Training (36)

Does occlusion training mean more muscle?

I have to say I’ve long been intrigued by the use of occlusion training to promote muscle growth with low-intensity training. Occlusion training, otherwise known as blood flow restricted exercise, involves wearing an occlusive device, often a blood pressure cuff, tightly worn wrap, or commercially available device allowing for precise control of pressures, during the […]

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Does volume drive muscle hypertrophy?

We’ve literally rewritten the book on hypertrophy training in the past five years. A collection of studies has now shown that variations in training intensity [1-4], tempo [5] and rest intervals [4,6-9] impart little to no hypertrophic benefit over any of the other possible combinations. Consistent with that human desire to simplify everything, we tend […]

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More on eccentrics and drop set science

The end of 2013 was quiet here on the blog, but just wanted to put up a quick message to wish everyone a happy (belated) new year, and to share two links to some content I released towards the end of 2013. Drop set science A little while back Eric and Chris Martinez of the […]

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Slow eccentrics for growth?

After my recent post on the relationship of tempo to work and time under tension, I thought I’d take a look at the role of slow eccentric actions in hypertrophy training. In my research into tempo recommendations being offered around the net, the most common was to use slow eccentric tempos to maximize muscle growth. […]

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Tempo and hypertrophy

I’ve spent much of the last few months (and posts) thinking about the basic training variables that influence hypertrophy, namely how altering training intensity alters the hypertrophic results from training. The main idea of these posts was that, when taken to failure, light training loads (30%-1RM) can produce comparable hypertrophy to high intensity loads (80-90%-1RM). […]

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More on low-load hypertrophy

If you’ve been following my site over the last year, you’ll notice that I’ve written a few articles on the concept of low-load hypertrophy training (here, here and here), and how our understanding of the relationship of training intensity and hypertrophy is a bit skewed. These arguments relied pretty heavily on the relatively recent data […]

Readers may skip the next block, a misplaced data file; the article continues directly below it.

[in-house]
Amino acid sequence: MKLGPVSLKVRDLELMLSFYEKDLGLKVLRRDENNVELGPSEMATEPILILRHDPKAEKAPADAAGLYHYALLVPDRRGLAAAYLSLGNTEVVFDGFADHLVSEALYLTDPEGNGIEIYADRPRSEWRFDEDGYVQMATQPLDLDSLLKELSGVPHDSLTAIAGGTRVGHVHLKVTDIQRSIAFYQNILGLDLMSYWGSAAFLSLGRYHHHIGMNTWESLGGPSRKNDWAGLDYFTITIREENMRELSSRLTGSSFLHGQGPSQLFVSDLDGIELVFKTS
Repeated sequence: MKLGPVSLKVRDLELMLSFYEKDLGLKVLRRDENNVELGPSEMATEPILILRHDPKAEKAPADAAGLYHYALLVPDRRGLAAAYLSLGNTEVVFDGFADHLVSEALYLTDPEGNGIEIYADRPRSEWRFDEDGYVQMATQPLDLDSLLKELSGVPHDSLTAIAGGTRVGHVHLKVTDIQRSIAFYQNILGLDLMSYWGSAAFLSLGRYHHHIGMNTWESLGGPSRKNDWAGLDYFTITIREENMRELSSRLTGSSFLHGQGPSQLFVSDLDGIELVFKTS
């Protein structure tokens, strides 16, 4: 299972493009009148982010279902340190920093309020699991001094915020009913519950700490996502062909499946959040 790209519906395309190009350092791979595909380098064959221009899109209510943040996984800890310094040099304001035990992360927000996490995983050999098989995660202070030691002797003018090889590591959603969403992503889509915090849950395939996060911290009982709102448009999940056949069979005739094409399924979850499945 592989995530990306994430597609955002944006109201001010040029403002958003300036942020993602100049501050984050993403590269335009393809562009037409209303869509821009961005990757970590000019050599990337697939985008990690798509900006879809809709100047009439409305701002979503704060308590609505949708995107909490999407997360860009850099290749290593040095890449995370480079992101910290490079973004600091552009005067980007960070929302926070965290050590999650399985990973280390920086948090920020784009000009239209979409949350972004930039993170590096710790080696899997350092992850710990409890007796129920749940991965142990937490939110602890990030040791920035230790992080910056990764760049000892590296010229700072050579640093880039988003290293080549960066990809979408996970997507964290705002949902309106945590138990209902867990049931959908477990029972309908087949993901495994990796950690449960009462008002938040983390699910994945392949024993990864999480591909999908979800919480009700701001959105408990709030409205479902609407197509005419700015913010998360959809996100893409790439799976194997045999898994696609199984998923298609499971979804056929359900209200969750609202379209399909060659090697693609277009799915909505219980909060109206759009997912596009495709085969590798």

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Underestimating Type I Fibre Hypertrophy

After writing a recent T-Nation article on the use of multiple repetition ranges, one question from the comments afterwards stuck with me. If fatigue is essential for hypertrophy following training, why even bother with multiple repetition ranges? Couldn’t you train exclusively light, or heavy, as long as it was to failure (or fatigue) and still enjoy […]

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Effective Hypertrophy on T-Nation

Just wanted to drop a quick message on the site to let you know my new T-nation article with JC Deen has been out for a week. If you haven’t had a chance to check it out, you can find it here. I am really happy with how this one turned out. JC and I […]

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Rapid changes in muscle size

In a previous post I wrote about the different time-course of neural and hypertrophic adaptations and how these contribute to the early changes in strength during training. What didn’t come across in that post is that while neural mechanisms may dominate, a single-bout of training activates hypertrophic signalling pathways, but it just takes more time for […]

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How bodybuilders train

It’s no secret that I’ve advocated for the use of mixed repetition ranges for the optimal development of strength and hypertrophy, contrary to the rather rigid fixed hypertrophy guidelines that abound. Unfortunately, while I’ve been able to make a case based on the scientific literature for why loading variation is ideal, my practical arguments have […]

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Dan Ogborn